If you're planning to get pregnant or are in your first trimester, then you should know why it's so important to folic acid tablets daily.
Studies show this can significantly reduce the risk of birth defects known as neural tube defects, which mean a child's spinal cord or brain is unable to develop normally.
Many foods already contain some folic acid, such as table salt, dairy products or breakfast cereals, and you'll see that listed in the packaging.
However, the experts say that while you're trying to get pregnant and during the first three months of pregnancy, it's best to take folic acid in tablet form.
The recommended dose is 400 micrograms a day, say medics at the U.S. Centers for Disease Control (CDC) and Germany's Federal Institute for Risk Assessment (BfR).
If you're concerned about any possible side effects, scientists say the current recommended daily dose of folic acid is harmless will not have any adverse impact on your health.
The European Food Safety Authority (EFSA) states that you can take up to 1,000 micrograms of folic acid daily, with the risk of undesirable side effects only increasing above this level.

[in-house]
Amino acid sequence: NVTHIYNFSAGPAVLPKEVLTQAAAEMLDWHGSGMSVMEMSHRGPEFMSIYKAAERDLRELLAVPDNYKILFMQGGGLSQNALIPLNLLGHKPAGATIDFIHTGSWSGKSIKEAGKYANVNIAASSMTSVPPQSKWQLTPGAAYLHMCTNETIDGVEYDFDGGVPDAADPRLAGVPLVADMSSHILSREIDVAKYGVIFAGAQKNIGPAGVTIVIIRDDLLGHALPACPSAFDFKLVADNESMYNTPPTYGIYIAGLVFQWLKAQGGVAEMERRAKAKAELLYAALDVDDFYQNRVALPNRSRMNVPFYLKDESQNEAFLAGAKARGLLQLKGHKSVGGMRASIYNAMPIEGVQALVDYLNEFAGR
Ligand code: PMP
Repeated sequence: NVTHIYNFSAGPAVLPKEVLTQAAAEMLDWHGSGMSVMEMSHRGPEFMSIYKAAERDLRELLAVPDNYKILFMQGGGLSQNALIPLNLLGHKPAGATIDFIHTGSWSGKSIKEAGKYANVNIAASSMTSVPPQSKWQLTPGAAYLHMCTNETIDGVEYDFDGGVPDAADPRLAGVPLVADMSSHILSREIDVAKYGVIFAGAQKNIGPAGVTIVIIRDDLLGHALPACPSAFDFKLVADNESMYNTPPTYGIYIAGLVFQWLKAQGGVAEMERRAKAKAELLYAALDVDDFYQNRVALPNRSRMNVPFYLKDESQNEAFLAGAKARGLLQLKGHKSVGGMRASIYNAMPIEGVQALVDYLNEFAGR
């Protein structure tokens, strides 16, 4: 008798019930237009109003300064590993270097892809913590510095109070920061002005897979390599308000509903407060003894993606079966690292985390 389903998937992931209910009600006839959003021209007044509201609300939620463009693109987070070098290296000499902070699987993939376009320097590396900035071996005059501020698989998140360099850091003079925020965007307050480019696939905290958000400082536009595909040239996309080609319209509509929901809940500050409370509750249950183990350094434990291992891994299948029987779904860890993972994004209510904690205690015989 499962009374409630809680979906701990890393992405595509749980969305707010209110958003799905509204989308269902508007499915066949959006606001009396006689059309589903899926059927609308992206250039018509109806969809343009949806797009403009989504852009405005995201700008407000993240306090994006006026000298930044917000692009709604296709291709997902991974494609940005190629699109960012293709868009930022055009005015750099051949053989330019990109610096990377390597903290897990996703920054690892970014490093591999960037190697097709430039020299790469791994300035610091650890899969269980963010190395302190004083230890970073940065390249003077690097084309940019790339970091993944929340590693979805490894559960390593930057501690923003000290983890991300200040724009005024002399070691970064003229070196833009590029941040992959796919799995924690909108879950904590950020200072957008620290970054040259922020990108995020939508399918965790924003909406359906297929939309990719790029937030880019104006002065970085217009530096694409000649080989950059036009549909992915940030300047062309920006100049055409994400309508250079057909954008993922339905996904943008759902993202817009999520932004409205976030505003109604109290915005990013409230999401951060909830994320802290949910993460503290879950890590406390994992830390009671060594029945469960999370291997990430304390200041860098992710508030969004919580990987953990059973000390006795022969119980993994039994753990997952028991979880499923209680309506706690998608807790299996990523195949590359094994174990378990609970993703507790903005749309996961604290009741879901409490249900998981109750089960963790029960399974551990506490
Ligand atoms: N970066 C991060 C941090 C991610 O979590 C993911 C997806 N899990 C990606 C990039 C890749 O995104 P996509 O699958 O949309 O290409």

Pregnant women also need more folic acid during the other two trimesters as well as while breastfeeding, doctors say.
At this point, you don't necessarily have to take supplements, and you can also pay attention to eating more foods enriched with folic acid.
Folate, also known as vitamin B9 and folacin, is one of the B vitamins. Folic acid does not occur naturally in food but is produced synthetically.
Leafy vegetables like spinach and lettuce, tomatoes, legumes, nuts, oranges and wholemeal products, as well as potatoes, liver and eggs are rich in folate.
Usually, eating sufficient quantities of these will ensure you already have enough folate, meaning you only need to pay extra attention to taking additional folic acid before and during pregnancy.